Keywords: Model-driven development, software development process, user interfaces, observation, instrumentation, monitoring, model transformation, UML, profile, GUI event logging


Facial Expression Recognition with 3D Deformable Models BIBAFull-Text 26-31
  Christoph Mayer; Matthias Wimmer; Martin Eggers; Bernd Radig
We present a fully automated three-dimensional model-based, real-time capable approach to distinguish six universal facial expressions from visual images of human faces. The face model is fitted to the images of a publicly available data base. From the model parameters two sets of features are computed, person-specific and non-person-specific to estimate the facial expression visible in the current image sequence. We integrate the complex, state-of-the-art Candide-3 face model, which is specifically appropriate for facial expression recognition [13] and is also publicly available, which further increases the comparability of our approach. Our experimental evaluation presents recognition rates of the six basic facial expressions defined by Ekmanet al [6].
Enabling Opportunistic Navigation in Location-Based Notification Systems BIBAKFull-Text 32-37
  Scott Kelly; Ben Hood; Jason Chong Lee; Miten Sampat; Leigh Lally; D. Scott McCrickard
Device-assisted navigation is rapidly becoming a major topic in computer science. PDAs and other small devices are enabling the introduction of navigational assistants to many different spaces. These areas are generally filled with points of interest with which users may choose to interact with. The natural behavior of users in such a space is to explore, interacting with objects the user deems worthy of further interaction. We call this behavior 'opportunistic navigation.' In this paper we define the challenges associated with and put forward several criteria for enabling opportunistic navigation in Location-Based Notification Systems. Our criteria have been implemented in the form of a prototype navigational assistant, SeeVT-ART, and have undergone a preliminary field test.
Keywords: location-based notification systems, opportunistic navigation, SeeVT
A Multi-modal User Interface for Agent Assistant Systems BIBAKFull-Text 38-43
  Ahmed Kamel
An agent structure is presented for communication between users and agent systems through multiple communication modes. Two application systems are also presented; and e-mail monitoring system for keeping track of the user's e-mail while the user is away from the office, and a web-based event monitoring system for monitoring events such as weather alerts.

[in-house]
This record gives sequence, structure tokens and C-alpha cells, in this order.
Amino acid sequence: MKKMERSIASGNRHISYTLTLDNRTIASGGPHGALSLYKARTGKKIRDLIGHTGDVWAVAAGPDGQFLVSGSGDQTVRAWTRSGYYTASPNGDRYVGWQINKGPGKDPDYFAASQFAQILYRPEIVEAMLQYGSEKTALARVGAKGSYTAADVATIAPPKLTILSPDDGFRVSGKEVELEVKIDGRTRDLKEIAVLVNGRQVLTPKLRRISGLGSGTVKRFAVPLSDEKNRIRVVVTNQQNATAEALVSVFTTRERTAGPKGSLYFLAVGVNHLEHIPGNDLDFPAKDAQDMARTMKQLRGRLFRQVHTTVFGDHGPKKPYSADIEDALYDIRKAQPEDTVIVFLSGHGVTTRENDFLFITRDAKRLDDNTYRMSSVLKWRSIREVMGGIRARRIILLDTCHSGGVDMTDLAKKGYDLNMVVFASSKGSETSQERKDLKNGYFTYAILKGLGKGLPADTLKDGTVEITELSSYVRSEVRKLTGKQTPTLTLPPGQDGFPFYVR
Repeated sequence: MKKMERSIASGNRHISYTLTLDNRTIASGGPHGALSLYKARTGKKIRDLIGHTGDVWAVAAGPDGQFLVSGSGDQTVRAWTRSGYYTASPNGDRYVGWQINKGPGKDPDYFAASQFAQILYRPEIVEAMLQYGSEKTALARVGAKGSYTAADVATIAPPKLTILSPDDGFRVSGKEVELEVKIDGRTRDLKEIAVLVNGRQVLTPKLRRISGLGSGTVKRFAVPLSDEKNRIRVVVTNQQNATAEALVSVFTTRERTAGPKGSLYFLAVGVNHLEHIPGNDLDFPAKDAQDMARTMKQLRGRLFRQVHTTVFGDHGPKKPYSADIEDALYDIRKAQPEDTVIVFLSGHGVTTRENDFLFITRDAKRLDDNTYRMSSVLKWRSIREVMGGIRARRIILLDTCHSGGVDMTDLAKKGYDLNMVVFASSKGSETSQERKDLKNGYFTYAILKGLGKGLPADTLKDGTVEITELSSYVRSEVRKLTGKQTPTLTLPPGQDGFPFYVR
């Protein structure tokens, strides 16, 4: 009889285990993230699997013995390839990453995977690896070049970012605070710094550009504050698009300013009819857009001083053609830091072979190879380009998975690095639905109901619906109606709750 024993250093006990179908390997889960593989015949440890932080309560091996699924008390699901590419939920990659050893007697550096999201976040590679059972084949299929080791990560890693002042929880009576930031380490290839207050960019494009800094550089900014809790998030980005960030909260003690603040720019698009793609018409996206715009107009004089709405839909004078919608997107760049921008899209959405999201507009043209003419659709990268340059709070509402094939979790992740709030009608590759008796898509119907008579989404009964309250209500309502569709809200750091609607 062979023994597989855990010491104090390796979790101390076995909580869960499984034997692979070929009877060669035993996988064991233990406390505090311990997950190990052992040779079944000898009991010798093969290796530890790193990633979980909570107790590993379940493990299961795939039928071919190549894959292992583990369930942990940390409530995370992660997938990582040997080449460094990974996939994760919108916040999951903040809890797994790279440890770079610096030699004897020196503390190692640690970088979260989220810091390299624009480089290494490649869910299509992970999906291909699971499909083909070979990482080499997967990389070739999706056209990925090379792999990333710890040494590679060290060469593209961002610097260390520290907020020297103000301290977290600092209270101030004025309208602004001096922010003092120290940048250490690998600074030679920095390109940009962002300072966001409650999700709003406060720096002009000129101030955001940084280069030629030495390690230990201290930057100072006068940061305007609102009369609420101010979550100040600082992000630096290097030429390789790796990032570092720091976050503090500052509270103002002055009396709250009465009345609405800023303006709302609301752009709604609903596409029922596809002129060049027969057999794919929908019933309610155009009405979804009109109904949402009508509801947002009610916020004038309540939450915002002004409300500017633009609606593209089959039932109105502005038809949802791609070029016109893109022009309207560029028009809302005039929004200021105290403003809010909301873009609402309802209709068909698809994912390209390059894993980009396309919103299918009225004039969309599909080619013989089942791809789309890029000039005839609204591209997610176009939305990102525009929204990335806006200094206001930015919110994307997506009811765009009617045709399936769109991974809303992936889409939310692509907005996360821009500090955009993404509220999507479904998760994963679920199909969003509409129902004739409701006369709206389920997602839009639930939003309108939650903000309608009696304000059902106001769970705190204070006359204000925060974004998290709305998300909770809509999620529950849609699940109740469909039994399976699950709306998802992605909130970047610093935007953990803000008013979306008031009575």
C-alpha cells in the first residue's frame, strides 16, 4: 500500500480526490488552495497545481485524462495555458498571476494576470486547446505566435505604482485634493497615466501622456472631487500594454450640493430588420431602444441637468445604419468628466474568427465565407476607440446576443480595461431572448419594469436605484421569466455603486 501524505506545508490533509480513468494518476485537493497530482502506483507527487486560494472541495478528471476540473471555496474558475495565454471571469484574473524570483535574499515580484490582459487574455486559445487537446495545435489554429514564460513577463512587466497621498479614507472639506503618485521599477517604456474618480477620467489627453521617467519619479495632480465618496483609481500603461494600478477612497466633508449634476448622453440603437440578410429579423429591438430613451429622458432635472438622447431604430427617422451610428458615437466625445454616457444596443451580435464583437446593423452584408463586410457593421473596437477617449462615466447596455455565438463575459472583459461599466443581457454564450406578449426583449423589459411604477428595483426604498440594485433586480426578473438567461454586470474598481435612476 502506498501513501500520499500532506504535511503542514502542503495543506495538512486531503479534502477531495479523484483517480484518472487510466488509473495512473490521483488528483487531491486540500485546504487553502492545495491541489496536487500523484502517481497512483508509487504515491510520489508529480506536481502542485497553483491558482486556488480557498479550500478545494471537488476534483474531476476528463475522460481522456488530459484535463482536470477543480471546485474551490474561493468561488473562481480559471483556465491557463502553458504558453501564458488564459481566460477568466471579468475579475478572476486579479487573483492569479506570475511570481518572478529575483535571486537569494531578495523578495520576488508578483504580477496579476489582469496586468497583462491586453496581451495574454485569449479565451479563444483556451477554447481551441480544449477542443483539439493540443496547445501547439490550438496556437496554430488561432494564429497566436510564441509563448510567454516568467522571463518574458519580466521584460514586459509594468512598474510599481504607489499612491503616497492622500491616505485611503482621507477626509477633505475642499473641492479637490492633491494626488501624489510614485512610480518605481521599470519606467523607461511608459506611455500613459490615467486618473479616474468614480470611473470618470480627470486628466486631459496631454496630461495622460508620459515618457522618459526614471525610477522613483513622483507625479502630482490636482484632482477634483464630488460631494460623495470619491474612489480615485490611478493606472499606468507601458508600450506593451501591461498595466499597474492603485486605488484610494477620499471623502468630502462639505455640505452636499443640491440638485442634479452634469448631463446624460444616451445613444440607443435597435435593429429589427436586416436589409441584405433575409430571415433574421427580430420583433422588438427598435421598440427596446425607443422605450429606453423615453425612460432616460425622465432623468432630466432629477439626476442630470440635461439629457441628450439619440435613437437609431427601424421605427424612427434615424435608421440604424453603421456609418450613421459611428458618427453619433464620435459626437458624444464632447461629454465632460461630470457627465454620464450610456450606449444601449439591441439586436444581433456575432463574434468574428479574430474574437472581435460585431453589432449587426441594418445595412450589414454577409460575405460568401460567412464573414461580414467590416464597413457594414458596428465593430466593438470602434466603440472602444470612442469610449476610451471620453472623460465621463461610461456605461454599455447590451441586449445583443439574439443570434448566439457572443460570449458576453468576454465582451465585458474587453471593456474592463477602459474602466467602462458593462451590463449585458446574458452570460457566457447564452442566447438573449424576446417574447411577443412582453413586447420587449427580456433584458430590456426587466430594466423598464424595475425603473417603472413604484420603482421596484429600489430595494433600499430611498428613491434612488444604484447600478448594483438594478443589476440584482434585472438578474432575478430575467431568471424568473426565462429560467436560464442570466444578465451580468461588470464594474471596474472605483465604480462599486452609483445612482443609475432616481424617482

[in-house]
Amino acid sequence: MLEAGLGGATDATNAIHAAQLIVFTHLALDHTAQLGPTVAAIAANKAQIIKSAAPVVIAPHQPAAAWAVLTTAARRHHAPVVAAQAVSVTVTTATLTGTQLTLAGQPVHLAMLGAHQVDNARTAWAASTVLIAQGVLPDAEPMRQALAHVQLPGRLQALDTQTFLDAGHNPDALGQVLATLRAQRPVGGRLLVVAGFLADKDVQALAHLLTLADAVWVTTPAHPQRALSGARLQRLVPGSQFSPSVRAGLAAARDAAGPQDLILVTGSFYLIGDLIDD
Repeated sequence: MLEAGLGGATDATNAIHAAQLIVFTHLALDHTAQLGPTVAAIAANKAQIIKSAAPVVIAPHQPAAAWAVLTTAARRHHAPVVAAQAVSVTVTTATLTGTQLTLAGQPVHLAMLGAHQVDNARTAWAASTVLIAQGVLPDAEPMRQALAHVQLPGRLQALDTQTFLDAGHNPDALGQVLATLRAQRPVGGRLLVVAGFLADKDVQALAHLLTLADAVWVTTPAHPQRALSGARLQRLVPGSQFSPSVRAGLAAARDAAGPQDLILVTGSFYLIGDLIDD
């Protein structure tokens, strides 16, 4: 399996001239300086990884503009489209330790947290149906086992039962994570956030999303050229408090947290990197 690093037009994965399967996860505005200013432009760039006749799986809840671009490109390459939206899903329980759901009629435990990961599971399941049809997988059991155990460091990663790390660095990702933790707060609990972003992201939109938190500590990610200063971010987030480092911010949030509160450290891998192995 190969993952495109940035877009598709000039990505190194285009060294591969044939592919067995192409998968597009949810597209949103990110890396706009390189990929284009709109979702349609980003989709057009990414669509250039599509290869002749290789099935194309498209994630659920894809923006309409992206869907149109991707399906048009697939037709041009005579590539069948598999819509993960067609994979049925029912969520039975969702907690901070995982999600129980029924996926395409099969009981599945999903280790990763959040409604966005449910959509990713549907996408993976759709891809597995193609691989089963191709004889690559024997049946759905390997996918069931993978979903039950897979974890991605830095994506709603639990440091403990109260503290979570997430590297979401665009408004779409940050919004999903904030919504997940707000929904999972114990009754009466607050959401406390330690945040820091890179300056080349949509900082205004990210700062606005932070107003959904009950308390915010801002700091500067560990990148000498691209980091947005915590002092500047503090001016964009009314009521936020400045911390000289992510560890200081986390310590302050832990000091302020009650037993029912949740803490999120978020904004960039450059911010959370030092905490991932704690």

Keywords: Agents, user interfaces, multi modal
Word Sequence Models for Single Text Summarization BIBAKFull-Text 44-48
  René Arnulfo García-Hernández; Yulia Ledeneva
The main problem for generating an extractive automatic text summary is to detect the most relevant information in the source document. For such purpose, recently some approaches have successfully employed the word sequence information from the self-text for detecting the candidate text fragments for composing the summary. In this paper, we employ the so-called n-grams and maximal frequent word sequences as features in a vector space model in order to determine the advantages and disadvantages for extractive text summarization.
Keywords: Extractive summarization; text models; text mining; maximal frequent sequences


An Expectation-Based Model of Web Search Behaviour BIBAKFull-Text 49-56
  Anthony Cox; Maryanne Fisher
An important issue when evaluating a search tool is the satisfaction that is expressed by its users. While there are many factors that affect satisfaction, we believe that users' expectations affect their evaluation of a query's response, and in turn, their satisfaction. We validate this perspective by measuring individuals' expectation, judgement of response quality, and overall satisfaction for a set of queries. Our experiment indicates that, when responses are grouped according to whether they confirm or disconfirm users' expectations, expectation significantly correlates with both query response quality and user satisfaction. However, response quality better correlates with satisfaction than does expectation, suggesting that expectation is not the only factor that influences the determination of response quality.
Keywords: WWW Search, User Behaviour, Expectation
Vairë: A Tool to Improve the Usability in Embedded Applications Based on User Adjustment BIBAKFull-Text 57-62